Friday, October 3, 2008
Medical Reports: ADHD
More than two and a half million children in America are on some form of medication to treat attention deficit hyperactivity disorder or ADHD, but some of those prescription drugs may be doing your child more harm than good. On today's Healthcast, Seven's Christine Cruz shows us that figuring out the right treatment is a delicate debate.
WSVN -- It's a rare moment of calmness at the Boisvert home. A family game keeps the chaos under control.
Nine-year-old Nick suffers from attention deficit hyperactivity disorder or ADHD.
Julie Boisvert: "A typical sibling rivalry could turn into something totally different in my house to window breaking."
He takes medication, but mom Julie worries about side effects, especially the heart risks. The FDA has recommended that all ADHD drugs carry warnings after a study linked the stimulants to an increased risk of heart attack or stroke.
The American Heart Association came out with its own recommendation: "It's reasonable for a child to get an electrocardiogram or EKG before starting the medications."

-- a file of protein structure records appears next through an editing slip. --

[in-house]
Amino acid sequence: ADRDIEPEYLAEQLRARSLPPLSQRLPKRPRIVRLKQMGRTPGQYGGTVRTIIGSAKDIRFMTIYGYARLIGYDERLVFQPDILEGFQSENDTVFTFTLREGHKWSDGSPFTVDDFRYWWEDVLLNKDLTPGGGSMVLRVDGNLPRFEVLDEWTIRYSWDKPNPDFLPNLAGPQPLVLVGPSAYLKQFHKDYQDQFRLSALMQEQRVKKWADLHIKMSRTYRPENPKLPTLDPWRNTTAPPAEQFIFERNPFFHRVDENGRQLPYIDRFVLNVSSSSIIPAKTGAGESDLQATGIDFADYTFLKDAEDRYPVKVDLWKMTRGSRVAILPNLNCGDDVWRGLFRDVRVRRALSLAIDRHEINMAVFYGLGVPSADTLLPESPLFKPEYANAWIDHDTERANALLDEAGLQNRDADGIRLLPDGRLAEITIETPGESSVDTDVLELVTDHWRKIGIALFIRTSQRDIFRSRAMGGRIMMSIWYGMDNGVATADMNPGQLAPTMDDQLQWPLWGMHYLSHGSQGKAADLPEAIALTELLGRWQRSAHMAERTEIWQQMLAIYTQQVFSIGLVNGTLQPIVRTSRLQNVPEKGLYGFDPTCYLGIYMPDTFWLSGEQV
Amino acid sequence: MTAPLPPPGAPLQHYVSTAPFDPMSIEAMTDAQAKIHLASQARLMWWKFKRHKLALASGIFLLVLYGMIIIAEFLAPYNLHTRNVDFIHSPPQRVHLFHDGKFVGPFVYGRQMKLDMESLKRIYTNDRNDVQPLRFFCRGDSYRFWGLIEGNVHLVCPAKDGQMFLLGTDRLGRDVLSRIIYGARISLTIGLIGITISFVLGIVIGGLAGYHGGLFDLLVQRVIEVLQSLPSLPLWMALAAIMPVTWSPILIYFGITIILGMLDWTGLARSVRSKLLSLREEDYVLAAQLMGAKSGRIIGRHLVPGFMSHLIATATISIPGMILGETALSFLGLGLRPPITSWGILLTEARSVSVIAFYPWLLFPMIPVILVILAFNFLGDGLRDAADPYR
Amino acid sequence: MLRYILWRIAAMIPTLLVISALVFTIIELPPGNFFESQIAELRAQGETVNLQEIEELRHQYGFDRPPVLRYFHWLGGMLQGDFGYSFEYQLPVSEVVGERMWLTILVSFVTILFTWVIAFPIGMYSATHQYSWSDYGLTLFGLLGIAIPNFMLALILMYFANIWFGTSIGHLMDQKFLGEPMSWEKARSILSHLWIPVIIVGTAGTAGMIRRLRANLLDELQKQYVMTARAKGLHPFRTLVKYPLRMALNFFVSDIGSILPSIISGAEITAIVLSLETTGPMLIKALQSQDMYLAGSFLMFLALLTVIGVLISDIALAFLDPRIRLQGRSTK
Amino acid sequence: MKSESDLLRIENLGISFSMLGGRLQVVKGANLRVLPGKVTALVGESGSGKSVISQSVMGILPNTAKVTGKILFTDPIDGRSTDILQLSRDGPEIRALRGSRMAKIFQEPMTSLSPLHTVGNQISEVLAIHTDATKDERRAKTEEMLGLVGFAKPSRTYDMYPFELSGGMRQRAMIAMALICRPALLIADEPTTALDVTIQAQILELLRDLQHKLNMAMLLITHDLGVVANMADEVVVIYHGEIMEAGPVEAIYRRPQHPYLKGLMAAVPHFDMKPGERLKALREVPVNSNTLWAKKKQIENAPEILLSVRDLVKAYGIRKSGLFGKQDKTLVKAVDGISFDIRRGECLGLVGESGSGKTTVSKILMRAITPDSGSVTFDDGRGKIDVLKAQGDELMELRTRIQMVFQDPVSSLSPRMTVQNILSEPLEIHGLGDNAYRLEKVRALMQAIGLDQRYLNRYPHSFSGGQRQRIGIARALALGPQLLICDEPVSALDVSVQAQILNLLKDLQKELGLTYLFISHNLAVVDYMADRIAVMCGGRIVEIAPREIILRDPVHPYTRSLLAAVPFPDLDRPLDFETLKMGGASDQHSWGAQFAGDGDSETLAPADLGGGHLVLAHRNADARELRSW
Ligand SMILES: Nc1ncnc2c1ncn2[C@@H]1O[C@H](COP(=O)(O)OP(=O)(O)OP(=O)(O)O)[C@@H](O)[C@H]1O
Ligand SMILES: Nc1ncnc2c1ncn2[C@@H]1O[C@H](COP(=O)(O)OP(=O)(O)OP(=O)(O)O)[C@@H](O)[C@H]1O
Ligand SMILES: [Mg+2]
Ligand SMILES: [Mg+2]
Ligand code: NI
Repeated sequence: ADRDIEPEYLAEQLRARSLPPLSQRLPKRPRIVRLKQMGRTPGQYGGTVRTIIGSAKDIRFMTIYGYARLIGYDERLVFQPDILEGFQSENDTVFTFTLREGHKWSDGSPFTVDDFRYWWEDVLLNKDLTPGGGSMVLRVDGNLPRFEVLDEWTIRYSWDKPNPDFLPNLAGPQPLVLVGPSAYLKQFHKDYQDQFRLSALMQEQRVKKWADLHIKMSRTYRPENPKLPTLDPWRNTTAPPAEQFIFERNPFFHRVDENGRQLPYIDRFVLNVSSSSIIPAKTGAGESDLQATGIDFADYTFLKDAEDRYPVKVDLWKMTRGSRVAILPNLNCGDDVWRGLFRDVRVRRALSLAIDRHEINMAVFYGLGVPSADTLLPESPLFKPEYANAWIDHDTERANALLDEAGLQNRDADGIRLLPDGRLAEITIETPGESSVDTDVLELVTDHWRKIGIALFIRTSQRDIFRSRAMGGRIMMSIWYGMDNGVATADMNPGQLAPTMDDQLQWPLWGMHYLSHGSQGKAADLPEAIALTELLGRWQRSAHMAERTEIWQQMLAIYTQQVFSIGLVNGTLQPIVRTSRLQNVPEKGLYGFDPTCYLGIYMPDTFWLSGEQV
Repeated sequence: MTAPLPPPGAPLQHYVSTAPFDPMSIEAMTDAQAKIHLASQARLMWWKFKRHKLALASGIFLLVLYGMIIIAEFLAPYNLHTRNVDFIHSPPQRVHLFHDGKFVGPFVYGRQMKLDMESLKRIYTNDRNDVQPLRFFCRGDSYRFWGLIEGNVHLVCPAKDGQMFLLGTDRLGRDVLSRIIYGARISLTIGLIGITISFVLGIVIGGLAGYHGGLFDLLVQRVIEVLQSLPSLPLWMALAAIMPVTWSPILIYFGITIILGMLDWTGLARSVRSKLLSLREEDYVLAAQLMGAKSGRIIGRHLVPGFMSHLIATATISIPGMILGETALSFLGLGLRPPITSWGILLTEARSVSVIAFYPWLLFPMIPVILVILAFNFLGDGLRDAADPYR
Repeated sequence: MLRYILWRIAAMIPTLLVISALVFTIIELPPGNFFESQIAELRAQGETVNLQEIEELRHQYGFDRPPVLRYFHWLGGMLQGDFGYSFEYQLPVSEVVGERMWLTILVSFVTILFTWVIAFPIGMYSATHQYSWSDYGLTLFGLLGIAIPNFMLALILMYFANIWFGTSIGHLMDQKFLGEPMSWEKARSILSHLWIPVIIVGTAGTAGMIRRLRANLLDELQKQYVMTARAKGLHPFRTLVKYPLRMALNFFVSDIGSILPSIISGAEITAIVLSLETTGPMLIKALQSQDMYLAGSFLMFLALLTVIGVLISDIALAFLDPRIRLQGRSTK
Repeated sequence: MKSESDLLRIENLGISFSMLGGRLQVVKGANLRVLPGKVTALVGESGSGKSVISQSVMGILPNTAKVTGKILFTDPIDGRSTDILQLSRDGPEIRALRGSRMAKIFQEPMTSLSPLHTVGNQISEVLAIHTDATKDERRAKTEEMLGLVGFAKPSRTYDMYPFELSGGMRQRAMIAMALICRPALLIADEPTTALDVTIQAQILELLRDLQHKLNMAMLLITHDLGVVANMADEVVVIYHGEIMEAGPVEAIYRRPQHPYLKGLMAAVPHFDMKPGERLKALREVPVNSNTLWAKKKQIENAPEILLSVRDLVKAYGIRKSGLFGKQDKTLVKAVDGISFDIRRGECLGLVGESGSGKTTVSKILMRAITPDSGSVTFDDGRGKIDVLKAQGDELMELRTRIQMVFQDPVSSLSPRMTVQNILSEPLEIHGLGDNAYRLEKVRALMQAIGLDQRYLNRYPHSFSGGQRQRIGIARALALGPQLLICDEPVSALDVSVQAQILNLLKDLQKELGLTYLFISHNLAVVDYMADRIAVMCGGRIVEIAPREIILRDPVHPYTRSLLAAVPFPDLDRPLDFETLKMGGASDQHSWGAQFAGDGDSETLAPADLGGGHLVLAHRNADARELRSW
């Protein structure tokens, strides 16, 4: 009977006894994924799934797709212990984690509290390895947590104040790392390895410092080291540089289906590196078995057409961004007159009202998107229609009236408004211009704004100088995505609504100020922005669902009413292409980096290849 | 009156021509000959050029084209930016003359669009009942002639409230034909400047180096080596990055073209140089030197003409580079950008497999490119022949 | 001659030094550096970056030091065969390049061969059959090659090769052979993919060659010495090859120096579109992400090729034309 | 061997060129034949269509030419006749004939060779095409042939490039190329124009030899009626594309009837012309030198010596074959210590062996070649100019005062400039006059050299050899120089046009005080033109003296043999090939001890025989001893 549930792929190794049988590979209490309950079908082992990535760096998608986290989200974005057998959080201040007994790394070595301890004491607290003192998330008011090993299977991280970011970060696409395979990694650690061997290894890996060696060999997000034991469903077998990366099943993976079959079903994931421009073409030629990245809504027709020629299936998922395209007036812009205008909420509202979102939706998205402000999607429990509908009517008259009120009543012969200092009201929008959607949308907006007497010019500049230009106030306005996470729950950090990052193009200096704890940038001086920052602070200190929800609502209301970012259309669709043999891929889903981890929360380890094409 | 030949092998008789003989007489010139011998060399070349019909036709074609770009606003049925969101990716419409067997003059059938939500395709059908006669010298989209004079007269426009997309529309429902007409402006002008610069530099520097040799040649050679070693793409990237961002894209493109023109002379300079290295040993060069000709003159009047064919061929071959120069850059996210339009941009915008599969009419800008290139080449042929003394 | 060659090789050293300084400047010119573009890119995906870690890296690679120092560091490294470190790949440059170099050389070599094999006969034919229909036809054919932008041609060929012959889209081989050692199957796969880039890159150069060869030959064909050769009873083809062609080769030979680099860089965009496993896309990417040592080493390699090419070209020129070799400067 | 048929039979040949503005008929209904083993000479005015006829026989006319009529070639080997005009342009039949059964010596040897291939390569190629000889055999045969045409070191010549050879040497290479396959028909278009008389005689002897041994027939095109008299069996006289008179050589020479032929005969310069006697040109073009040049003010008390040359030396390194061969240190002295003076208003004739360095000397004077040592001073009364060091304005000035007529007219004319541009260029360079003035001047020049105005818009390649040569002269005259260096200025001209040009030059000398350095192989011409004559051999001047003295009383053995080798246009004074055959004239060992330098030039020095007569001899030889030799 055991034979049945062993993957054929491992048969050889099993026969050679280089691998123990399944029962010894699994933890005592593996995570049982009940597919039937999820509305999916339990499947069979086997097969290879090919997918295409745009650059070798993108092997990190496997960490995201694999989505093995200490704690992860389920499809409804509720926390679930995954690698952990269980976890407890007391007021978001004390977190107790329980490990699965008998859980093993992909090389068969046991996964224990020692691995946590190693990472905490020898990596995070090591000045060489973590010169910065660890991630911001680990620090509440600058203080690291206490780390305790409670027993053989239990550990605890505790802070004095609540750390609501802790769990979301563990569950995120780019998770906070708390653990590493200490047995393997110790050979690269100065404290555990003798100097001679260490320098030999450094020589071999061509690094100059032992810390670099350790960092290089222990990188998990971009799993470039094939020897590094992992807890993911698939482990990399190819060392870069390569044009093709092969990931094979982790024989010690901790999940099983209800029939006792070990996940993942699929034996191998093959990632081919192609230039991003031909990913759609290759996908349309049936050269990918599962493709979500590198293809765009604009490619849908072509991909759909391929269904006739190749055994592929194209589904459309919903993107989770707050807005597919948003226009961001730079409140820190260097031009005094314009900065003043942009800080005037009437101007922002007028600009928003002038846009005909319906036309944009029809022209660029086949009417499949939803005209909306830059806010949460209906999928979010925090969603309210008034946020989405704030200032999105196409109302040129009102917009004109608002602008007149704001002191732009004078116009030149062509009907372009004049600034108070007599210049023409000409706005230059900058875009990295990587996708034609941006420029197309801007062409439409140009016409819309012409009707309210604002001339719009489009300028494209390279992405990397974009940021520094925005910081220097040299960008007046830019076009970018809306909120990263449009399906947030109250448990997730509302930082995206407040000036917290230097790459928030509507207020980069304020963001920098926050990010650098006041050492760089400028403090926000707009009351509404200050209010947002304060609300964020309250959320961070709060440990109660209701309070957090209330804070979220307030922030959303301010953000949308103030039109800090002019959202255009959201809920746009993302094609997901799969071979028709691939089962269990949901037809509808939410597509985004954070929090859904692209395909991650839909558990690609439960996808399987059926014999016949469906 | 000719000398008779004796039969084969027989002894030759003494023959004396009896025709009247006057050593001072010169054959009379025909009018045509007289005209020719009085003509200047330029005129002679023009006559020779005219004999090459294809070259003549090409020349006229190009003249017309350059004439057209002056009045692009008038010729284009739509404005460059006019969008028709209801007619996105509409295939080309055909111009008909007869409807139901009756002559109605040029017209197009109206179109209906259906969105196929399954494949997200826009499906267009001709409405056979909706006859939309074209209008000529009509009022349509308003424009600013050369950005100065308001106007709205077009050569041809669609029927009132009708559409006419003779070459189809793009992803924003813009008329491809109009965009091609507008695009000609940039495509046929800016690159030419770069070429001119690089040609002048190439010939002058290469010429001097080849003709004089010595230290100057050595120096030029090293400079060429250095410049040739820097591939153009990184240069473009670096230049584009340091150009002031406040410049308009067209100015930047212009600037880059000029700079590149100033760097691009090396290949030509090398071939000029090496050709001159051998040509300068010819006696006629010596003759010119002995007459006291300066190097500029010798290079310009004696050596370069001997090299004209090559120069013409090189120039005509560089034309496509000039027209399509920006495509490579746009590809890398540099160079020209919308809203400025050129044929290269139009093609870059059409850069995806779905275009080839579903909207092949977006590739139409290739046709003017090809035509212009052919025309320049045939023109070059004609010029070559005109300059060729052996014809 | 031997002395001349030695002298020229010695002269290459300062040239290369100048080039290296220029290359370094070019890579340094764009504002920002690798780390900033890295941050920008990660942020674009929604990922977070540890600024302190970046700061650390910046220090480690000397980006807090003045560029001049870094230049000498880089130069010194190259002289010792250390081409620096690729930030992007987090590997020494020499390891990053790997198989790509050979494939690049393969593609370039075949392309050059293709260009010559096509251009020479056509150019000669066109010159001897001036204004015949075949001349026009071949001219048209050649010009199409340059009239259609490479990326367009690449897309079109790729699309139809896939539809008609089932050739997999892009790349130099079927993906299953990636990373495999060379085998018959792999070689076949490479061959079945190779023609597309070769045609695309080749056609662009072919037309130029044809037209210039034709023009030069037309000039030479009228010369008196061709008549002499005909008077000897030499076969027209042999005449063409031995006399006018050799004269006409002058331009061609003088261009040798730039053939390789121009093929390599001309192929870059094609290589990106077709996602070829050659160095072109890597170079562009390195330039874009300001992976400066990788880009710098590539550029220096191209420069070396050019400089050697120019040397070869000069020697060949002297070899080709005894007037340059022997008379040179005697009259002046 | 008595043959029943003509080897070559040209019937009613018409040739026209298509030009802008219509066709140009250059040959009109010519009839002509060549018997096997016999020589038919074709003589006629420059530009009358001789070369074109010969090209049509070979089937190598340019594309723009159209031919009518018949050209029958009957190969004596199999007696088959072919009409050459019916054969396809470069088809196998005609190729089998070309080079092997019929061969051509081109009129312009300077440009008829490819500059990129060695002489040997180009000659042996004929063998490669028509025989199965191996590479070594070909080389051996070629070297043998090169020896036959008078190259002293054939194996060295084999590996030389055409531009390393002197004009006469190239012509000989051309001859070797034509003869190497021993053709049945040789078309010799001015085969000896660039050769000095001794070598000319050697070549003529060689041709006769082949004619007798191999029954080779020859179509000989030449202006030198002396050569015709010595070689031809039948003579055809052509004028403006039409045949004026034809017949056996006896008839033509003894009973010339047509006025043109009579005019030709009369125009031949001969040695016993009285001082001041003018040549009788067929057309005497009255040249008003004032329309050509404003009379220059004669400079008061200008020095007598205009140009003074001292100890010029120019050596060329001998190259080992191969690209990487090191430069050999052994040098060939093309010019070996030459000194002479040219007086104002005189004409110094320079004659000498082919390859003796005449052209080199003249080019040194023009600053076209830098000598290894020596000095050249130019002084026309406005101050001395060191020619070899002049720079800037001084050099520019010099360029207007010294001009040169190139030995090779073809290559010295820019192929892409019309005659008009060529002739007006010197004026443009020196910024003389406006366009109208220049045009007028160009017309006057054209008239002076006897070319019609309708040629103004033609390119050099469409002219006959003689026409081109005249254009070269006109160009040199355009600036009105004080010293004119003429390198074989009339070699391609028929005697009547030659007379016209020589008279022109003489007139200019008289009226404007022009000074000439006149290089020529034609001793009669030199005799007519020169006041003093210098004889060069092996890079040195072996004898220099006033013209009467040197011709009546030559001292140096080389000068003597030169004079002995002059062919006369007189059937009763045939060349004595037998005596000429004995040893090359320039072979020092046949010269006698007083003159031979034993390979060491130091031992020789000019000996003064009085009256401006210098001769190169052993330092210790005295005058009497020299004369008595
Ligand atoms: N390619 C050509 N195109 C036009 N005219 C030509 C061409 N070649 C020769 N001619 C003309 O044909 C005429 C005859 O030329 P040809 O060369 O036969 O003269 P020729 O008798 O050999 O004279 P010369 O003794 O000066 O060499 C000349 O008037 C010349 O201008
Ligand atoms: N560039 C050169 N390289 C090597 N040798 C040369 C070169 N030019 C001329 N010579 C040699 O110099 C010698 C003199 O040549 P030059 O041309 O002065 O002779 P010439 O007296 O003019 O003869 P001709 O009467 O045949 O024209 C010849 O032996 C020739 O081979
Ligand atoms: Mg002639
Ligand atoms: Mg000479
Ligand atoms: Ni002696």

William DeCampli, Pediatric Cardiac Surgeon: "I don't take lightly the recommendation of expert panels."
Some doctors say an EKG could catch heart problems early on. Others feel being too cautious can be too costly.
Thomas Carson: "When you start having millions of kids requiring tests that cost hundreds of dollars, that begins to add up."
Before you sign your child up for an EKG, have the doctor do a complete family history focusing on heart health. Children should also have a thorough physical exam, looking for heart murmurs or high blood pressure. If no red flags pop up, an EKG may not be necessary.
Nick hasn't had an EKG, but his mom is considering it if only to provide peace of mind.
Christine Cruz: "An EKG can cost up to $150, but Dr. Decampli says, given the new recommendations, most insurers will cover the cost."
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